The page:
Sociological research has shown that the maximum ‘natural’ size of a group bonded by gossip is about 150 individuals….Below this threshold, communities, businesses, social networks and military units can maintain themselves based mainly on intimate acquaintance and rumour-mongering….But language enables us to create fictions, myths that could unite hundred of millions of people….Churches…States…Judicial systems are rooted in common myths….There are no gods in the universe, no nations, no money, no human rights, no laws and no justice outside the common imagination of human beings… [So-called “primitive” people] cement their social order by believing in ghosts and spirits. What we fail to appreciate is that our modern institutions function on exactly the same basis. Modern business-people and lawyers are, in fact, powerful sorcerers. (26-28)

Ever since the Cognitive Revolution, Sapiens have thus been living in a dual reality. On the one hand, the objective reality of rivers, trees and lions; and on the other hand, the imagined reality of gods, nations and corporations. As time went by, the imagined reality became ever more powerful, so that today the very survival of rivers, trees and lions depends on the grace of imagined entities such as the United States and Google. (32)

Sapiens did not forage only for food and materials. They foraged for knowledge as well. To survive, they needed a detailed mental map of their territory. To maximize the efficiency of their daily search for food, they required information about the growth patterns of each plant and the habits of each animal….Each individual had to understand how to make a stone knife, how to mend a torn cloak, how to lay a rabbit trap, and how to face avalanches, snakebites,or hungry lions….The human collective knows far more today than did the ancient bands. But at the individual level, ancient foragers were the most knowledgeable and skillful people in history. (48)

On the whole foragers seem to have enjoyed a more comfortable and rewarding lifestyle than most of the peasants, shepherds, labourers and office clerks who followed in their footsteps. …The forager economy provided most people with more interesting lives than agriculture or industry do….In most places at most times, foraging provided ideal nutrition… The foragers‘ secret of success , which protected them from starvation and malnutrition, was their varied diet. Farmers tend to eat a very limited and unbalanced diet….Ancient foragers also suffered less from infectious diseases. Most of the infectious diseases that have plagued agricultural and industrial societies (such as small pox, measles and tuberculosis) originated in domesticated animals and were transferred to humans only after the Agricultural Revolution….Average life expectancy was apparently just thirty or forty years, but this was due largely to the high incidence of child mortality. Children who made it through the perilous first years had a good chance of reaching the age of sixty, and some even made it to their eighties. (51)

[About 10,000 years ago,] Sapiens began devoting almost all their time and effort to manipulating the lives of a few animal and plant species. From sunrise to sunset humans sowed seeds, watered plants, plucked weeds from the group and led sheep to prime pastures.…  Scholars once proclaimed that the agricultural revolution was a great leap forward for humanity. They told a tale of progress fueled by human brain power. Evolution gradually produced ever more intelligent people. Eventually, people were so smart that they were able to decipher nature’s secrets, enabling them to tame sheep and cultivate wheat. As soon as this happened, they cheerfully abandoned the grueling, dangerous, and often Spartan life of hunter-gatherers, settling down to enjoy the pleasant, satiated life of farmers.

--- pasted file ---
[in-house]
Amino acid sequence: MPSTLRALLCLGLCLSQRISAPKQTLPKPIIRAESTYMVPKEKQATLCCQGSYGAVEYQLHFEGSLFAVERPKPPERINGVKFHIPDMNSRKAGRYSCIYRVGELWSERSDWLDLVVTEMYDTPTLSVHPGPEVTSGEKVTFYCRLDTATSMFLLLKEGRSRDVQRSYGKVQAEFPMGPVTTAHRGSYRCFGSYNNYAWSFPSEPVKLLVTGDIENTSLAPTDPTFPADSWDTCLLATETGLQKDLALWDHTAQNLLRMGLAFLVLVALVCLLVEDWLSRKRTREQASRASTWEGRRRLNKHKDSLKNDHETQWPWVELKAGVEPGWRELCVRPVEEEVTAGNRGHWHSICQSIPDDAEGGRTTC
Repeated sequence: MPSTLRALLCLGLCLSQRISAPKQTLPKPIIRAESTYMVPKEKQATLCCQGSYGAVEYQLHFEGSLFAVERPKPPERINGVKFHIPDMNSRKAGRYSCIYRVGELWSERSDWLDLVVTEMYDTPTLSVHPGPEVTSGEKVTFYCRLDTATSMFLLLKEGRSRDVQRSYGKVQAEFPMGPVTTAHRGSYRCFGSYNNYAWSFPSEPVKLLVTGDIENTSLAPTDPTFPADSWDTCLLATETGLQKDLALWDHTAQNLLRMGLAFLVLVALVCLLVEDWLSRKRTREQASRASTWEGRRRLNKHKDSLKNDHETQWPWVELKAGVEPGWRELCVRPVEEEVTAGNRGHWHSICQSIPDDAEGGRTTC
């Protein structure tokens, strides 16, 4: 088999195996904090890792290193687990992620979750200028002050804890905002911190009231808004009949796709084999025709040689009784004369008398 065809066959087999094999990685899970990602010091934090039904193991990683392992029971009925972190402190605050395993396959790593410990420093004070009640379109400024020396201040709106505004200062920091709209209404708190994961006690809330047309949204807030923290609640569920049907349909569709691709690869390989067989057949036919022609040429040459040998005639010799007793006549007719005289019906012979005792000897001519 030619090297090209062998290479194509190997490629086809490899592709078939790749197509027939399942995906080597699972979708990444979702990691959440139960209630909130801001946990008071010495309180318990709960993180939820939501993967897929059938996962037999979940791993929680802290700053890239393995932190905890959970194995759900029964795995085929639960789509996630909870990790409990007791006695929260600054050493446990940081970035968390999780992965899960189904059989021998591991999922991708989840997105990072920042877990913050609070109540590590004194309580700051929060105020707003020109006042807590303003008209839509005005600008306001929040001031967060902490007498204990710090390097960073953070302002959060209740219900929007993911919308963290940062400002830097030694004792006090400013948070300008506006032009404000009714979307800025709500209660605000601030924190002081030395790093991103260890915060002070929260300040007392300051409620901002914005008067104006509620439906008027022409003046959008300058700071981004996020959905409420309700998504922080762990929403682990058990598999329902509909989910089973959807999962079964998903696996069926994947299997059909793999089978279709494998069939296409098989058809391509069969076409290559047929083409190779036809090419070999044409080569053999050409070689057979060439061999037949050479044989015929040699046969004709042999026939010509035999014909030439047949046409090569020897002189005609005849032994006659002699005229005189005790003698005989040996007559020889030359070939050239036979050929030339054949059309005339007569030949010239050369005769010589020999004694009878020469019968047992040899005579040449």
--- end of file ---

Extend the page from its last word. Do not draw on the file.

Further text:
That tale is a fantasy. There is no evidence that people became more intelligent with time. Foragers knew the secrets of nature long before the Agicultural Revolution, since their survival depended on an intimate knowledge of animals they hunted and the plants they gathered. Rather than heralding a new era of easy living, the Agricultural Revolution left farmers with lives generally more difficult and less satisfying than those of foragers. Hunter-gatherers spent their time in more stimulating and varied ways, and were less in danger of starvation and disease. The Agricultural Revolution certainly enlarged the sum total of food at the disposal of humankind, but the extra food did not translate into a better diet or more leisure….The Agricultural Revolution was history’s biggest fraud. (79)


Walking Up the Ramp

Life is a ramp. We—all things alive—are walking along ramps that slope upwards at various angles, angles that change during our lifetimes. The climb may be easy or arduous. The ramp begins at birth and ends at death.



The angle of the ramp depends on the difficulties we are faced with, both from our circumstances in life and our inner struggles. For humans, it is not an index of how unhappy we feel. Instead it represents the total of the obstacles, limitations, frustrations, stresses, discomforts, opposition, tedium, and loneliness that a person faces. It is a snapshot of the “uphill” nature of a person’s daily living.

My own ramp has sloped up only slightly most of my life. As a white, upper-middle class, male, educated American, I have not struggled very much, except at those times when, as for all of us, personal problems raise the ramp, often drastically, for a while. Otherwise, the long-term angle of the ramp rises progressively if one is female, poor, a persecuted minority, uneducated, chronically ill, imprisoned, a refugee, or a victim of violence. It generally rises less for those with resilient personalities and more for those with depression.

Animals and plants too are on ramps. Lack of food or water, disease, injury, tilt their ramps upward.

Can the ramp ever slope downward? Not in this metaphor. The ramp is always sloped up at least slightly because living is never completely free of limitations and difficulties of some kind. Darwin and the Buddha were right: life is struggle.

When our ramps tilt upward and the walk is tiring, we think about how to make our lives easier or better, and we may or may not actually take the steps to do so. If we do take them, we sometimes find that the steps were mistakes—bad decisions about jobs or relationships, for example—although they were the best we could do at the time, and that our ramp has not changed much or that we have inadvertently raised it. We may or may not try again.

We can easily, through meanness or indifference, raise the ramps of others, making their lives harder.

But we can lower the ramps of others too, always slightly, sometimes a great deal. And by some strange mechanism, lowering other ramps always lowers our own as well.